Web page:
KABUL, Afghanistan — "Planting its flag in cyberspace," Afghanistan will officially activate its ".af" Internet domain name today for Afghan e-mail addresses and Web sites, Afghan officials and the United Nations said.
The effort, a collaboration between the U.N. Development Program and the Afghan Ministry of Communications, marks a giant technological leap for a country where the Internet was banned for years.
But it is likely to be a long time before the average, impoverished Afghan citizen will be able to afford to explore the new possibilities.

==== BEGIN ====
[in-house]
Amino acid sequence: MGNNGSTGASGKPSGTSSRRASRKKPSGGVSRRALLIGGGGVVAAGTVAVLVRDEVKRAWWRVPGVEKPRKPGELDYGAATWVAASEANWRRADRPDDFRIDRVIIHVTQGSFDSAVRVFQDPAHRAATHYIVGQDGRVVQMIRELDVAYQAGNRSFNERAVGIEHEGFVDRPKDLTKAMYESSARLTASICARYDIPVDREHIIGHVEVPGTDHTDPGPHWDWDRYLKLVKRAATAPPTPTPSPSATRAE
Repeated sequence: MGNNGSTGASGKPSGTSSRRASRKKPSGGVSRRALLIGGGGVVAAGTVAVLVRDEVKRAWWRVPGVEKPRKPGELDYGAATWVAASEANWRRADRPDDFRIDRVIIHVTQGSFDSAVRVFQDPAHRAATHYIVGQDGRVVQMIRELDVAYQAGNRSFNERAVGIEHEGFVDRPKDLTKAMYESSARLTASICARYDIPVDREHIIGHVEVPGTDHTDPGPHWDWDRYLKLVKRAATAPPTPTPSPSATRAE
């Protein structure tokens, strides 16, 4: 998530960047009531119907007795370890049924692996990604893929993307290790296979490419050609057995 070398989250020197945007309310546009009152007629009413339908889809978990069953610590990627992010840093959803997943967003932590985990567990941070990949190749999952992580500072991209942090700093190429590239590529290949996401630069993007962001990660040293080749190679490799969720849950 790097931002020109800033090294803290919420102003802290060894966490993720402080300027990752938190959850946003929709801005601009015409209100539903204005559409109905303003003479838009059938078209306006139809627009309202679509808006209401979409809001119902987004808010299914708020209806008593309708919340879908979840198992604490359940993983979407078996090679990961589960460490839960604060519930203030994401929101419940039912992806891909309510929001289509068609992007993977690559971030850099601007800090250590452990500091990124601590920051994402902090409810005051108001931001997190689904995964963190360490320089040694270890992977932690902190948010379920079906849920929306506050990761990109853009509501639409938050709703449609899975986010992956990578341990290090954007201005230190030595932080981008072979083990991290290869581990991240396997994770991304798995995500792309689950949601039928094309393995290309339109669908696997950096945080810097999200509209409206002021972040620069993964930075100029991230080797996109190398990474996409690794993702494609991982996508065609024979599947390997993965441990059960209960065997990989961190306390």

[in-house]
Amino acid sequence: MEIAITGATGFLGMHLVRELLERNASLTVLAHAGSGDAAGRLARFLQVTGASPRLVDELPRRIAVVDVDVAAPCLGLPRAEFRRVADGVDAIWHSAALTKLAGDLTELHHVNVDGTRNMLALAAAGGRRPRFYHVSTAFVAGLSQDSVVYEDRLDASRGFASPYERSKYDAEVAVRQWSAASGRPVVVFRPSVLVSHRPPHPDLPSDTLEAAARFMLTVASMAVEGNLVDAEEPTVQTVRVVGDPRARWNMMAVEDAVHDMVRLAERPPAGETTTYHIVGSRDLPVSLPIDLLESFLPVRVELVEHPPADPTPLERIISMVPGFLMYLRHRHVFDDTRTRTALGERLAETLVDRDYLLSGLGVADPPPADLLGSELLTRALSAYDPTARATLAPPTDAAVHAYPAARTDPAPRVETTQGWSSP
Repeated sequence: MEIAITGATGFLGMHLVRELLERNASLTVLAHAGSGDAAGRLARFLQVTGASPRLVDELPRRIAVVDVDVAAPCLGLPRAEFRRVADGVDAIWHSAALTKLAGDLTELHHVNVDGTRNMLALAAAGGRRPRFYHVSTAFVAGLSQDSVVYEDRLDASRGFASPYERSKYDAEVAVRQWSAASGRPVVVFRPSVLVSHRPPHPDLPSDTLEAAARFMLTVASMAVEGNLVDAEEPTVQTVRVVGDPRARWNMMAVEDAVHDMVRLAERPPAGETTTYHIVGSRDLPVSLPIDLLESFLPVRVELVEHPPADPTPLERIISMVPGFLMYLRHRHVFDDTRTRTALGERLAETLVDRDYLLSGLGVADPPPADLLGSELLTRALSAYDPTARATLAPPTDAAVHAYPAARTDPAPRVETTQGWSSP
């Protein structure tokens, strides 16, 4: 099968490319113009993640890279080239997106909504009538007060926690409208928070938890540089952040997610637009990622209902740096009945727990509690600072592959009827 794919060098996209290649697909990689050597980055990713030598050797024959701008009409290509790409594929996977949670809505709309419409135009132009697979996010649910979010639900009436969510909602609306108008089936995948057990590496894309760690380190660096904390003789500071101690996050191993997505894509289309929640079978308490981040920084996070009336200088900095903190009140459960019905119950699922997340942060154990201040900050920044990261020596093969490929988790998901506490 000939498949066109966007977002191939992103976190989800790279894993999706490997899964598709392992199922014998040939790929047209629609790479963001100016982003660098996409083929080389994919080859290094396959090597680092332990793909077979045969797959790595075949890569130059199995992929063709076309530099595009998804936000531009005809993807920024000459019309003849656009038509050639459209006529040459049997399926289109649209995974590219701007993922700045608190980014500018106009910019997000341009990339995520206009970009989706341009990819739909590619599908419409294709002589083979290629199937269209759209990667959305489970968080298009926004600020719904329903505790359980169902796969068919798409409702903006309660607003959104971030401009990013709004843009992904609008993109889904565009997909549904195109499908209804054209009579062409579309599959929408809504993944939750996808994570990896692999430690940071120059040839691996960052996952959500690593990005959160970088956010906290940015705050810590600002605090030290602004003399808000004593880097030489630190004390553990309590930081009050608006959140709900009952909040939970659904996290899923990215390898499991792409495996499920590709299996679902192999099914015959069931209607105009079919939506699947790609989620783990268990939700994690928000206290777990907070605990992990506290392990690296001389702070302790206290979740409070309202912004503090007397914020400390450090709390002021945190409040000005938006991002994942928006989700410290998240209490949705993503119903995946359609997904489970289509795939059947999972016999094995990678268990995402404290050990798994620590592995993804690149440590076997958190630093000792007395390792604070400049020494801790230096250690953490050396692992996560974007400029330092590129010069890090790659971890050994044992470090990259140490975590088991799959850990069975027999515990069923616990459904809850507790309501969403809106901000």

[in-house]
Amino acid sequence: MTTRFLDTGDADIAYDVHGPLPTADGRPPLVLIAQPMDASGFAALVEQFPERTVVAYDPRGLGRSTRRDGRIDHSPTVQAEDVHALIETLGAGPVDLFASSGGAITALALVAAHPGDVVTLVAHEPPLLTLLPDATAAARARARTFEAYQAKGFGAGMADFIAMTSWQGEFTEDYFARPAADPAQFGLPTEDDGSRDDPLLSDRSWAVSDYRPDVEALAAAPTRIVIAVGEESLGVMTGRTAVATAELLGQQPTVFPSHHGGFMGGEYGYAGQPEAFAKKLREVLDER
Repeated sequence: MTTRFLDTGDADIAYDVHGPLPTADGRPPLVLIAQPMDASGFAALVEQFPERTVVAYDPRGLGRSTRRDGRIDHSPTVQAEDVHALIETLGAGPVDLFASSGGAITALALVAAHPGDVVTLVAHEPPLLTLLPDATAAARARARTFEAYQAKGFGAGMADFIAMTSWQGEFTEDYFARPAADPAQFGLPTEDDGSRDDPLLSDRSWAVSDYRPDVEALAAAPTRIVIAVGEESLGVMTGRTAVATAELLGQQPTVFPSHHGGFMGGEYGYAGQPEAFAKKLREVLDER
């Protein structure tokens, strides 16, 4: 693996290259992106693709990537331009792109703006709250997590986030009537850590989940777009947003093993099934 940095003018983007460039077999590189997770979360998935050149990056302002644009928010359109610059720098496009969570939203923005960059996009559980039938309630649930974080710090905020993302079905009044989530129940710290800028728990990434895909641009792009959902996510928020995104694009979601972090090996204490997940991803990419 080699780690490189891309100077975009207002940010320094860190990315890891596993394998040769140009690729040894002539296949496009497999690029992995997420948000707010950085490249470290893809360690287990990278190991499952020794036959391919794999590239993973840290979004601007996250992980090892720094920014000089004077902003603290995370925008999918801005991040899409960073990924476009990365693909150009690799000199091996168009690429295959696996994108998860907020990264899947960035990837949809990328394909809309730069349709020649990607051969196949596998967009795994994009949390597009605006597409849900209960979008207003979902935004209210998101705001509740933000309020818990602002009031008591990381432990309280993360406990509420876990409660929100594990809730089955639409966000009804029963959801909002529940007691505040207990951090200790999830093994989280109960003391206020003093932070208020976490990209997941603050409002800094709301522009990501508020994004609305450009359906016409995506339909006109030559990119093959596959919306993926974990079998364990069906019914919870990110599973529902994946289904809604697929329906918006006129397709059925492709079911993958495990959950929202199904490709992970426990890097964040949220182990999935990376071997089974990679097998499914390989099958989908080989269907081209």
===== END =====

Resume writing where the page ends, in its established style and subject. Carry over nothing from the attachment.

"Equivalent to a country code for telephone numbers, the '.af' Internet suffix has now been reserved exclusively for private and official e-mail and World Wide Web users in Afghanistan," the U.N. said in a statement.
"Afghanistan is officially planting its flag in cyberspace, gaining full legal and technical control of the '.af' Internet domain," the organization said.
The ".af" domain was first registered with the Internet Assigned Numbers Authority in October 1997 by a private Afghan citizen named Abdul Razeeq, according to Aimal Marjan, an advisor to the minister of communications.
According to the IANA Web site, Razeeq later disappeared and some services were halted to the ".af" domain.
Efforts to relaunch it began again after the Taliban regime's ouster in 2001.